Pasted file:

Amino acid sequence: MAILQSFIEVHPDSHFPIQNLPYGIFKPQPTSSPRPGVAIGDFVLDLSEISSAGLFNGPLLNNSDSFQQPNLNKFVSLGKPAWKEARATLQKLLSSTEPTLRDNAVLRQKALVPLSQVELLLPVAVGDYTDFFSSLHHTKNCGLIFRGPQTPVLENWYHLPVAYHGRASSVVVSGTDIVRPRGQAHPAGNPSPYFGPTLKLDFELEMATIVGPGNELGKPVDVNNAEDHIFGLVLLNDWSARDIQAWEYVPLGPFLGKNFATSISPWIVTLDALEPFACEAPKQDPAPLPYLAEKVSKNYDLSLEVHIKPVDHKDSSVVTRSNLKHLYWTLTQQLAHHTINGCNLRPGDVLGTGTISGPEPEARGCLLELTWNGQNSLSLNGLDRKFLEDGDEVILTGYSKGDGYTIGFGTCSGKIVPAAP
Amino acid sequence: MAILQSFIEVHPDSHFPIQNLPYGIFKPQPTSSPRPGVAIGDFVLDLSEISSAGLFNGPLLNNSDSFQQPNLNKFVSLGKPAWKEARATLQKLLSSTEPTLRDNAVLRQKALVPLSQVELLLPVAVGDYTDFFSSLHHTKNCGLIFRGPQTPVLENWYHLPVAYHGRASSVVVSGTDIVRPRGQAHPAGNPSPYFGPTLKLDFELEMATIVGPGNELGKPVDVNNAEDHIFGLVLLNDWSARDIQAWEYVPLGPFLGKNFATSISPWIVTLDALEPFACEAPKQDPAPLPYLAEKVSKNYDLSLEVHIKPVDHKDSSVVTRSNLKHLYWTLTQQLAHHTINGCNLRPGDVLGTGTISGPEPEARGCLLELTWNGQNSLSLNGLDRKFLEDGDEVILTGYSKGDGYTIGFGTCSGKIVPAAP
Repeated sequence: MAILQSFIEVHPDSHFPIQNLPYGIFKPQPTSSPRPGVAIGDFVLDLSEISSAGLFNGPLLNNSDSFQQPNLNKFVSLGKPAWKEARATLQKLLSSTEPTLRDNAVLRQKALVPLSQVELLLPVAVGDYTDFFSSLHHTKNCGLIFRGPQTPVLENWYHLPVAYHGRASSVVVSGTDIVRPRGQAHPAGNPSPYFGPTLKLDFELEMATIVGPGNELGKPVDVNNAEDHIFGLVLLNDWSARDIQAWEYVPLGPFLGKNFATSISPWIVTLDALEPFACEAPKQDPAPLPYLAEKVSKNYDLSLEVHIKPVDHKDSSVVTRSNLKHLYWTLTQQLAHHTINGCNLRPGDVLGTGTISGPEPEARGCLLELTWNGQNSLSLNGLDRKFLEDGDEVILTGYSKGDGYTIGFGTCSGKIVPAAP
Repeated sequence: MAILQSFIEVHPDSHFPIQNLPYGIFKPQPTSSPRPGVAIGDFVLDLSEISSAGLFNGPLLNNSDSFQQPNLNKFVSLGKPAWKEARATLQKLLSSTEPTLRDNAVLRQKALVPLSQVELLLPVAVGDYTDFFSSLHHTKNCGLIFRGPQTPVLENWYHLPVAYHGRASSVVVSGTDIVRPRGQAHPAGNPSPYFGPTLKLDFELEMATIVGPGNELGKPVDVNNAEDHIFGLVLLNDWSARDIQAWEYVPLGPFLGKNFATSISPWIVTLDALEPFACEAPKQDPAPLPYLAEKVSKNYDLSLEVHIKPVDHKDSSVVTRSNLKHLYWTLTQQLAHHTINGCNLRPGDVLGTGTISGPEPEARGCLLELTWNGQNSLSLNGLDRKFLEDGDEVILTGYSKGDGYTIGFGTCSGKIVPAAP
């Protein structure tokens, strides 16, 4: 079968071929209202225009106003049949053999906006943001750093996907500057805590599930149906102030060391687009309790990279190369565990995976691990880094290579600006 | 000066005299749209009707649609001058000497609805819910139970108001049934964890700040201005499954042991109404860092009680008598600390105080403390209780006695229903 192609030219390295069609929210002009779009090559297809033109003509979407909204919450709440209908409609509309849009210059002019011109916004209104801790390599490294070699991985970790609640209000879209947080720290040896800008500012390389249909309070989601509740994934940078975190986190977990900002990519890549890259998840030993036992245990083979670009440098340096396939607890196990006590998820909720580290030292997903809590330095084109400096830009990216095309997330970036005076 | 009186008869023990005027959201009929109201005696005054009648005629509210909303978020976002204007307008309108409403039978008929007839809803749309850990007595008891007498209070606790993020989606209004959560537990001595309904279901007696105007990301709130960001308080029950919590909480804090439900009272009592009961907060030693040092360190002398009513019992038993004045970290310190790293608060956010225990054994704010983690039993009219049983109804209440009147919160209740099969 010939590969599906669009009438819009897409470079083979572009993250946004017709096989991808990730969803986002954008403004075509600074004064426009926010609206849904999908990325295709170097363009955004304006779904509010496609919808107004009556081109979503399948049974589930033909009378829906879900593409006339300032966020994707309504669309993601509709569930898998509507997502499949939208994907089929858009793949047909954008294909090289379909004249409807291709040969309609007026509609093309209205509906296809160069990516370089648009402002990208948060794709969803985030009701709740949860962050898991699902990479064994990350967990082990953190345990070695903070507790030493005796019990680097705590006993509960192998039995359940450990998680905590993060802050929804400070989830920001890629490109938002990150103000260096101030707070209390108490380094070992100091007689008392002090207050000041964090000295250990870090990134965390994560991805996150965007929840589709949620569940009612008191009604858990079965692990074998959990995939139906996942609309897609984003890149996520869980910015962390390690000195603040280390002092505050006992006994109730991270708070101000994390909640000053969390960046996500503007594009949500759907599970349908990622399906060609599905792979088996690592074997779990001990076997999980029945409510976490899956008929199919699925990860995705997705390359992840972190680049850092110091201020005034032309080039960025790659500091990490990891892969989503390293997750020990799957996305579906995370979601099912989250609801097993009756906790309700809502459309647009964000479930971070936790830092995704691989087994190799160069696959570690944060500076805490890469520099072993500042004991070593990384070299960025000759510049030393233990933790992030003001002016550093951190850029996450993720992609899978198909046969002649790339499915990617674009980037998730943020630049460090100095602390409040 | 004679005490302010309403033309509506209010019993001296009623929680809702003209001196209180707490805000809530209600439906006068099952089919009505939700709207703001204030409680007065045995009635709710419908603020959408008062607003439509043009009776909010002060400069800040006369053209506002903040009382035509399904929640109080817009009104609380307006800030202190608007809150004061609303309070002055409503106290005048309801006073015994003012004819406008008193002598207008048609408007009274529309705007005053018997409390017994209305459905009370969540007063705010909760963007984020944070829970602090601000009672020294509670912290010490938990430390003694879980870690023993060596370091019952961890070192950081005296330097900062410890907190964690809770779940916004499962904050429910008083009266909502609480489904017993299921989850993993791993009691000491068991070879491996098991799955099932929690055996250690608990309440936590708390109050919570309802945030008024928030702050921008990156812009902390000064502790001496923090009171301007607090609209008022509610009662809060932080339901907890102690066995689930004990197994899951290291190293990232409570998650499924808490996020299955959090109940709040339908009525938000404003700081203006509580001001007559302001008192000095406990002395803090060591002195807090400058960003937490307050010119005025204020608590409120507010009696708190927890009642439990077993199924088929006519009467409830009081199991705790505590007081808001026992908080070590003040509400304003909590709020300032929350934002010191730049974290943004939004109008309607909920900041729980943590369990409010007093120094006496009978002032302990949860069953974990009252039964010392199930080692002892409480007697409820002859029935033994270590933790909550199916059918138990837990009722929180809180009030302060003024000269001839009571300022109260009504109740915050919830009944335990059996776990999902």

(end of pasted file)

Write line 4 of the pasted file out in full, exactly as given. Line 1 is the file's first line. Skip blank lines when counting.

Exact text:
Repeated sequence: MAILQSFIEVHPDSHFPIQNLPYGIFKPQPTSSPRPGVAIGDFVLDLSEISSAGLFNGPLLNNSDSFQQPNLNKFVSLGKPAWKEARATLQKLLSSTEPTLRDNAVLRQKALVPLSQVELLLPVAVGDYTDFFSSLHHTKNCGLIFRGPQTPVLENWYHLPVAYHGRASSVVVSGTDIVRPRGQAHPAGNPSPYFGPTLKLDFELEMATIVGPGNELGKPVDVNNAEDHIFGLVLLNDWSARDIQAWEYVPLGPFLGKNFATSISPWIVTLDALEPFACEAPKQDPAPLPYLAEKVSKNYDLSLEVHIKPVDHKDSSVVTRSNLKHLYWTLTQQLAHHTINGCNLRPGDVLGTGTISGPEPEARGCLLELTWNGQNSLSLNGLDRKFLEDGDEVILTGYSKGDGYTIGFGTCSGKIVPAAP